Archive for January 27th, 2014

by lizard

If I can find the stomach for it, I may tune in to the state of our union. At least the beginning, to see if Obama will adhere to the mostly consistent projection of confidence that the state of our union is strong.

I don’t expect president Obama to go all Gerald Ford circa 1975:

What I will be looking for is some presidential pushback against the congressional insurrection against Iran diplomacy. I’m also a little curious if Obama will drop any hints about the insidious Trans-Pacific Partnership. I try to avoid using RT as a source, but I’ll lazily reference this:

Congressional leaders on the US trade policy have introduced legislation that would grant President Barack Obama “fast-track authority” to enact three looming global trade accords, including the controversial Trans-Pacific Partnership.

House Ways and Means Committee Chair Dave Camp (R) and top Senate Finance Committee members Max Baucus (D) and Orrin Hatch (R) on Thursday unveiled the Trade Priorities Act of 2014 that would require a simple up-or-down vote on major trade deals without the opportunity to offer amendments to pertinent bills.

The [Trade Priorities Act] legislation we are introducing today will make sure that these trade deals get done, and get done right,” Sen. Baucus said in a statement. “This is our opportunity to tell the administration – and our trading partners – what Congress’s negotiating priorities are.”

The Obama administration is seeking the heightened authority in trade deals, allowing the Executive Branch to smooth congressional negotiations on accords. The two major deals, both long in the works, that are likely to be subject to such legislation are the 12-nation Trans-Pacific Partnership (TPP) and the 28-nation pact with the European Union, the Trans-Atlantic Free Trade Agreement (TAFTA). The deals would establish the world’s largest so-called free-trade zones.

It would be cool if Obama gave a shout out to Jamie Dimon, like, hey Jamie, nice bonus you got there buddy! In the real world costing your company billions in fines doesn’t usually feature such lavish perks. If you are tempted to be perturbed by Dimon’s illogical compensation, just watch this convenient 60 Minutes gusher about Year Up.

I’m also curious to see if/how Obama spins austerity amidst the continued splurging on “defense”. Those two issues would of course never appear in proximity to each other, but both merit at least a mention.

Anyway, consider this a State of the Union open thread.

by lizard

I’ve sometimes wondered what allowed me to resist the suburban conditioning of my youth. Was it experimenting with mind-alerting substances? My appetite for reading? My anti-authoritarian tendencies?

After reading a fascinating article yesterday, there’s a new possibility I can add to the potential factors at play in my formative years: Fraggle Rock.

Elizabeth Stevens has a piece titled Why the Ideal Creative Workplace Looks A Lot Like “Fraggle Rock” published last month at The Awl, and it’s a great read. Here’s an excerpt describing Jim Henson’s vision for the show:

“Fraggle Rock” “was made in service of a compelling vision,” Stevenson said. When Jim Henson brought together the three people who would ultimately create the world of “Fraggle Rock”—head writer Jerry Juhl, designer Michael Frith, and writer Joceyln Stevenson—he told them he wanted to make an international show that would “help stop war.” His initial producer on the project, Duncan Kenworthy, said that everyone “almost laughed” at him, because “it’s such a—on the face of it—impossible, enormous, grandiose sort of idea.”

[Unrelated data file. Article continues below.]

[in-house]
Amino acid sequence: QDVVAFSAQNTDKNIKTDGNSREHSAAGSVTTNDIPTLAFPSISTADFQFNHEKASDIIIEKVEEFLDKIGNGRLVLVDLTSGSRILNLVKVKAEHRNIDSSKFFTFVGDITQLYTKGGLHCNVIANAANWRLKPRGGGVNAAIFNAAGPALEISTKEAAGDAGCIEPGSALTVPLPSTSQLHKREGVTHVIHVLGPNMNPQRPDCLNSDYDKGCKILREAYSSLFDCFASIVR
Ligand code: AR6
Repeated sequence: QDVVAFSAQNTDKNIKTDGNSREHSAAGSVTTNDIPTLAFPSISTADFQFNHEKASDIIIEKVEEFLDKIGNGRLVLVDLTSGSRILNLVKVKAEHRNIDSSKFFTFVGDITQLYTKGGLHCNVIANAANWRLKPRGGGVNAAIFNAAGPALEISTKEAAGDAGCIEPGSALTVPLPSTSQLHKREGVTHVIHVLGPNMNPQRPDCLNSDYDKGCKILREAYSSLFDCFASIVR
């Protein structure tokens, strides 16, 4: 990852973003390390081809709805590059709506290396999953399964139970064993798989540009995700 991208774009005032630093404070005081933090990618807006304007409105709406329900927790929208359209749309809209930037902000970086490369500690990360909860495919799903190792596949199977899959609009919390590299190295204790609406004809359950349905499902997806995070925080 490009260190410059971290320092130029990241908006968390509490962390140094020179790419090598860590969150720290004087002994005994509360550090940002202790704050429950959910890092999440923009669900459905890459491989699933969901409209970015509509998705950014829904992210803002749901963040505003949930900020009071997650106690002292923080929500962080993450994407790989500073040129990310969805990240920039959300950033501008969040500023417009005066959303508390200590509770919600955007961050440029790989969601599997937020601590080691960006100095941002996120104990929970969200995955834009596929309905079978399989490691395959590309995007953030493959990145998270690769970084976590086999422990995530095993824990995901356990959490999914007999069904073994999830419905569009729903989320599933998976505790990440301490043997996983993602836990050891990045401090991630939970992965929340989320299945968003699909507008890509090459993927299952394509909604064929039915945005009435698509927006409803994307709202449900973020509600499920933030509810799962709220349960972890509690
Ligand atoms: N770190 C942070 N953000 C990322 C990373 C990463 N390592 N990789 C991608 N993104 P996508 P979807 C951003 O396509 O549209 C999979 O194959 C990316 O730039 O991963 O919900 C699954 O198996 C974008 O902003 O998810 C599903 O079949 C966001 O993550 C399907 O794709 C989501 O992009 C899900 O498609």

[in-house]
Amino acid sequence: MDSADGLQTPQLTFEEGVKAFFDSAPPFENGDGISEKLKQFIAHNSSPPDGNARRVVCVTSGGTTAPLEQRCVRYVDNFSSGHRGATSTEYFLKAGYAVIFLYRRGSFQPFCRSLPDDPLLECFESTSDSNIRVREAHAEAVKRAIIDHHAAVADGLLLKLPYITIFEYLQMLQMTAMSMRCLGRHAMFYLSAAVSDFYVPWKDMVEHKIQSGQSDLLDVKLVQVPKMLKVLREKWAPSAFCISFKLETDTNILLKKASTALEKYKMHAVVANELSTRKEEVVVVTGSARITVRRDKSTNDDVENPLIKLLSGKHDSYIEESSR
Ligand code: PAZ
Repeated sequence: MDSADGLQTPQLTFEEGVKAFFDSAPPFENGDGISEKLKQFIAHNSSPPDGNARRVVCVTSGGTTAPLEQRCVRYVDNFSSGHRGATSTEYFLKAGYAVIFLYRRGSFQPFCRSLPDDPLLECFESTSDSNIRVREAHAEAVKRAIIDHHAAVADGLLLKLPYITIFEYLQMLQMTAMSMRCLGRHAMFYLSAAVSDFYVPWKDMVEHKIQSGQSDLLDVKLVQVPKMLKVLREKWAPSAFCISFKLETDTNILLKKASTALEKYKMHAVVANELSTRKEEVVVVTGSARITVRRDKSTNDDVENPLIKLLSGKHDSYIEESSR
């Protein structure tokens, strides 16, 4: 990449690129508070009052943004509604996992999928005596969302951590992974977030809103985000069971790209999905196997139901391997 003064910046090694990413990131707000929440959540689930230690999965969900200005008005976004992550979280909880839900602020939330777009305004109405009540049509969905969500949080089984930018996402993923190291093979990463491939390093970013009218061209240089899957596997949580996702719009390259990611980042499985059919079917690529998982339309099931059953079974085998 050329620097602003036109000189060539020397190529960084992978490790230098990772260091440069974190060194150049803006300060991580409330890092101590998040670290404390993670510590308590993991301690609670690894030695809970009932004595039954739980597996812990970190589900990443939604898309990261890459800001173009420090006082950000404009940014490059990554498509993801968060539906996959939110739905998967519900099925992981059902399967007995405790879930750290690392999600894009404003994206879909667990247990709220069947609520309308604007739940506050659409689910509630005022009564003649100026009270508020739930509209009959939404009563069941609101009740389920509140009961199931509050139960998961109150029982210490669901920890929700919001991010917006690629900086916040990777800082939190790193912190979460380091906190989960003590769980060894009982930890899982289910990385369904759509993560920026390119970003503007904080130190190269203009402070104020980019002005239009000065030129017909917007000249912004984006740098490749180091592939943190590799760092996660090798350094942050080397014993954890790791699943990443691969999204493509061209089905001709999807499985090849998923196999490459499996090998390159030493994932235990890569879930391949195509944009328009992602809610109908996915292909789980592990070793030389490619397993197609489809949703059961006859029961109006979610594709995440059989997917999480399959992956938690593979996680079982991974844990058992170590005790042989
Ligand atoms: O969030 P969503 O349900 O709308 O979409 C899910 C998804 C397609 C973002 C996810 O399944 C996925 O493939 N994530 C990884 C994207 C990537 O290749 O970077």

Henson not only made an anti-war show, he did it with a light hand and silliness. The episode “Fraggle Wars” deals with McCarthyism overtly (“My name is Mokey Fraggle, and I am not now nor have I ever been a member of the enemy Fraggles”). But most of the time, the message is imperceptible; it was written in the structure of the show’s universe. In the show there are three species that don’t see eye-to-eye, both figuratively and literally. The Doozers were “knee-high to a Fraggle,” and the Gorgs were sheer giants. In DVD interviews, Kenworthy explained that “Fraggle Rock” modeled how conflicts could be “loosened” by exploring each of the different points of view involved. Adults may be a lost cause, but “the children,” he said, “could understand the Gorgs… the Fraggles… the Doozers, and see why they couldn’t understand each other.”

“Fraggle Rock” was made a few years before the toppling of the Berlin Wall and aired in countries across the world (the United States, Canada, UK, France, Germany, Spain, Australia, New Zealand, the Netherlands, Scandinavia, and eastern Europe). It was key that the show rejected the “good versus evil” thinking of the Cold War, and introduced the idea of being a global citizen to an emerging Millennial generation during their most formative years. Did Henson stop war? No, but he may have helped change the attitude of the next generation. The very fact that the show had a compelling mission—this dream of peace—made it a peaceful place to work.

Read the whole article, it’s great. Stevens delves into Henson’s Fraggle Rock workplace to figure why literally everyone who worked on the show said it was the best job they ever had. What she finds is the antidote to corporate culture.

Another world is possible.

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